7.7 Test equipment composition
7.7.1 Flow Monitor
The test instrument shall be calibrated against the test gas and shall have the accuracy specified in 4.1. 7.7.2 Pressure monitor
The pressure difference should be monitored using a high-precision pressure sensor or an electronic pressure sensor with an accuracy of 4.2. 7.7.3 Temperature
The temperature should be monitored and meet the accuracy specified in 4.3. 7.7.4 Relative humidity
The relative humidity should be monitored and meet the accuracy specified in 4.4. 7.7.5 Data logging
Data such as temperature, atmospheric pressure, differential pressure and relative humidity should be recorded regularly. 7.7.6 Gas Analyzer
The range of the gas analyzer should cover the concentration range of each specific test gas. Should be tested within 5% of the upstream concentration of the sample Gas monitoring accuracy. The calibration function should be determined by the full concentration of each test gas. The accuracy of the test shall meet the requirements of 4.5. The analyzer's signal-to-noise ratio (S/N) requirement is greater than 3. It is recommended that the gas analyzer be sampled at a frequency of 10 s or enough to plot a meaningful frequency of the adsorption efficiency curve. filter The concentration C2 of the test gas downstream of the cleaner is sampled at this frequency. For some test conditions where the downstream concentration changes little In this case, the sampling frequency can be reduced to 1 min as long as the downstream concentration change value meets the required accuracy within the corresponding time. This especially It is suitable when the change in downstream concentration has fallen below the lower monitoring limit of the analyzer. The sampling frequency should be increased as early as possible to 10s or Higher to fully record the growth of downstream concentrations during this time. And the test phase to reduce the sampling frequency should be in another separate Determined in the test.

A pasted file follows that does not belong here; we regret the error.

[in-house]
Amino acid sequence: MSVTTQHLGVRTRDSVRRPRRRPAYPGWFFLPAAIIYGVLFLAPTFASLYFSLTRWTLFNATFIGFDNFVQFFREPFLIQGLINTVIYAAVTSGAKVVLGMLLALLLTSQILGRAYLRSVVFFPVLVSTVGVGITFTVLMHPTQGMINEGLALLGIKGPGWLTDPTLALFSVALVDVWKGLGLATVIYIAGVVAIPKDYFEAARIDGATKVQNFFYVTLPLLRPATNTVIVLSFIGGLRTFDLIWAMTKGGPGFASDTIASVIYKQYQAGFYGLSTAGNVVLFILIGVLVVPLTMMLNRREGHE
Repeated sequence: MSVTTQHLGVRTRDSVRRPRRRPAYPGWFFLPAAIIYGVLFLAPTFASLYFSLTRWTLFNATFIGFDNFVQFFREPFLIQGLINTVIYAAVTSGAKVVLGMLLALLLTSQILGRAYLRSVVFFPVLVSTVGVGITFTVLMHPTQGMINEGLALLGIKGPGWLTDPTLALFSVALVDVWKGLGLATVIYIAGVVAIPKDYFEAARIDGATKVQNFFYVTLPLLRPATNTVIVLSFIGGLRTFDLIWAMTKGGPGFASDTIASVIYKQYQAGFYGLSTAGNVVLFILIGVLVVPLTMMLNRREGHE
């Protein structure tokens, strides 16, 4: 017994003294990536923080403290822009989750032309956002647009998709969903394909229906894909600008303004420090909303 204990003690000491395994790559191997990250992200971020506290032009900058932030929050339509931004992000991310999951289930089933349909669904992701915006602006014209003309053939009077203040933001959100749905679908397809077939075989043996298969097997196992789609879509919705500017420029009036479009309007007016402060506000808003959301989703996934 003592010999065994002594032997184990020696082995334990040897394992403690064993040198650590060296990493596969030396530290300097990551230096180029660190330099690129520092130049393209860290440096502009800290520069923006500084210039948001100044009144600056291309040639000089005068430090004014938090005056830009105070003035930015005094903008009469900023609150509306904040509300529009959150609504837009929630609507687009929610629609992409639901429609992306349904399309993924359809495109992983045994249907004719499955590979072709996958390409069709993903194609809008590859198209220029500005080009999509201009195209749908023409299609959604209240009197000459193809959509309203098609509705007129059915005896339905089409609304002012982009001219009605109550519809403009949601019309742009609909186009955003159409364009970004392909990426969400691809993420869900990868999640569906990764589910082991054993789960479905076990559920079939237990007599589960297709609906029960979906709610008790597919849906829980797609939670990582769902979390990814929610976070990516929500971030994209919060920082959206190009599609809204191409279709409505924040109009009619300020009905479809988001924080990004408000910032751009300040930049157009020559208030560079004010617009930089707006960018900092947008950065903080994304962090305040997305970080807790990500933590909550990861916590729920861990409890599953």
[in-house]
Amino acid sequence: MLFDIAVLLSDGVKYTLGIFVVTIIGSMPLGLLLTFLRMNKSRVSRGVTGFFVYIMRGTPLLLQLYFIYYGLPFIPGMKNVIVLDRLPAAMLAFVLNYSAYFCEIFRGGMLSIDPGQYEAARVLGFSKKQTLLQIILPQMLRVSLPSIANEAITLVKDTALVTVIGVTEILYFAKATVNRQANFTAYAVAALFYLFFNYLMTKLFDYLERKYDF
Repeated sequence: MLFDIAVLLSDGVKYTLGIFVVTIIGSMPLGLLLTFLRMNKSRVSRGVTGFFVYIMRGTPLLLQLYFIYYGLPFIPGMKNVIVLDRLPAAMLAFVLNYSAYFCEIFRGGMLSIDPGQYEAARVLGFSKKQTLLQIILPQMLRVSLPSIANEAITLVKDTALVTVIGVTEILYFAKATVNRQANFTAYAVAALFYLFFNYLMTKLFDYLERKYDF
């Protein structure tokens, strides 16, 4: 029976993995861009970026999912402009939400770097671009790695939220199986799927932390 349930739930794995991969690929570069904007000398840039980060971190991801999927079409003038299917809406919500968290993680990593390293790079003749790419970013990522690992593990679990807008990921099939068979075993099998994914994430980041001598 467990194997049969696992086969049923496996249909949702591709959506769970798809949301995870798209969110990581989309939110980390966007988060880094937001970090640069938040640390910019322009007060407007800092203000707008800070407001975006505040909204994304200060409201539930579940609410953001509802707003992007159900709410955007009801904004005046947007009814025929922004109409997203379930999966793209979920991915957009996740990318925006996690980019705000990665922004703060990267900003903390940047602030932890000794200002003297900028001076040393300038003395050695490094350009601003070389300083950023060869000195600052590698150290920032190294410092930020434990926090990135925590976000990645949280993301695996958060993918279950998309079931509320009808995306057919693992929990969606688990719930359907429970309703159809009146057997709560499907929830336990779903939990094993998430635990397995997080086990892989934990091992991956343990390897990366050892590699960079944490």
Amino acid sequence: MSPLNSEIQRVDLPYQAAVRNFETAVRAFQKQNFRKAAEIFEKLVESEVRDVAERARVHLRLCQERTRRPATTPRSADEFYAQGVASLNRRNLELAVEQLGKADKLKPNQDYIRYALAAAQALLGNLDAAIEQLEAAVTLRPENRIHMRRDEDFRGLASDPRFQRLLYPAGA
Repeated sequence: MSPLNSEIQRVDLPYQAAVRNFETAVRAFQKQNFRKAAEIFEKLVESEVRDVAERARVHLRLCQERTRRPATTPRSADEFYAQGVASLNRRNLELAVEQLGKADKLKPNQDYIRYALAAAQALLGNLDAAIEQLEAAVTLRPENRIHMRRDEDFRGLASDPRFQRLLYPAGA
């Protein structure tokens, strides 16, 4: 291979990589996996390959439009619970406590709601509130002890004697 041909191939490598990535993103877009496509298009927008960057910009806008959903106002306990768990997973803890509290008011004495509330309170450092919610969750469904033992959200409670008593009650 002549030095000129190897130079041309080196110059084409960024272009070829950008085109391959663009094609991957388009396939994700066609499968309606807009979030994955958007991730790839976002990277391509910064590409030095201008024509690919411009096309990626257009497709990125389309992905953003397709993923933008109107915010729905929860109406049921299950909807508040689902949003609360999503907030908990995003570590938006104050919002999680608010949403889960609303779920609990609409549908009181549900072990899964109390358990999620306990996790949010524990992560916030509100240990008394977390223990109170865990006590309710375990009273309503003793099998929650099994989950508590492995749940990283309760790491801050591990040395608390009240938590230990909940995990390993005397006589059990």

8 t0 determination and application of tlag
Follow the procedure below.
a) the concentration and flow rate of the steady test gas inflow;
b) direct gas to the exhaust;
c) install an empty sample holder in the test channel;
d) return the instrument to a zero concentration reading;
e) transporting gas into the test bench (tstart);
f) record the gas concentration at the highest sampling frequency allowed by the instrument; sample at least 3 to 5 times between zero and maximum gas concentration; g) increasing the concentration of the gas to the maximum concentration of the test gas; h) returning the gas to the exhaust, which completes a test;
i) calculate the slope at 50% penetration of the gas curve (see Appendix C); j) calculate t0 and tlag (see Appendix C);
k) In order to improve the test accuracy, repeat the test several times under the same conditions; l) In the subsequent gas performance test, tlag is applied to determine the time interval between tstart and t0; the determination of the penetration time should be started by t0 Start timing. The reading of the test gas concentration at point t0 may not be zero. 9 Test filter or filter preparation
The test filter was dried until the mass was stable within 2%. Air conditioner with new filter at 50% relative humidity and 23 °C Store for at least 14 hours, then place the filter in the test stand and pass the filter for at least 15 minutes at a clean, stable flow rate. 10 test methods
10.1 Purpose of the test
The purpose of these tests is to determine the removal efficiency and containment of harmful gases or volatiles by the filter using the equipment described in Chapter 7. Quantity, desorption characteristics (optional) and airflow resistance. The test system should be confirmed first before using these methods for testing (see Chapter 11). 10.2 Airflow resistance
This test is used to determine the resistance characteristics of a clean filter in a clean air flow. The flow-pressure drop curve is at the rated flow. Obtained by measuring the pressure drop at 25%, 50%, 75%, and 100% of the amount. The differential pressure test shall be carried out in accordance with ISO /T S11155-1. 10.3 Preparation of test gas
Ensure that the concentration and flow of the test gas meets the test by introducing the contaminated gas or vapour into the clean air stream and monitoring and controlling it. The required concentration, purity, and nominal flow rate of the sample. 10.4 Adsorption efficiency/penetration rate
10.4.1 Overview
The purpose of the test is to determine the ability of the filter to adsorb contaminants in the test gas. The test is in acco...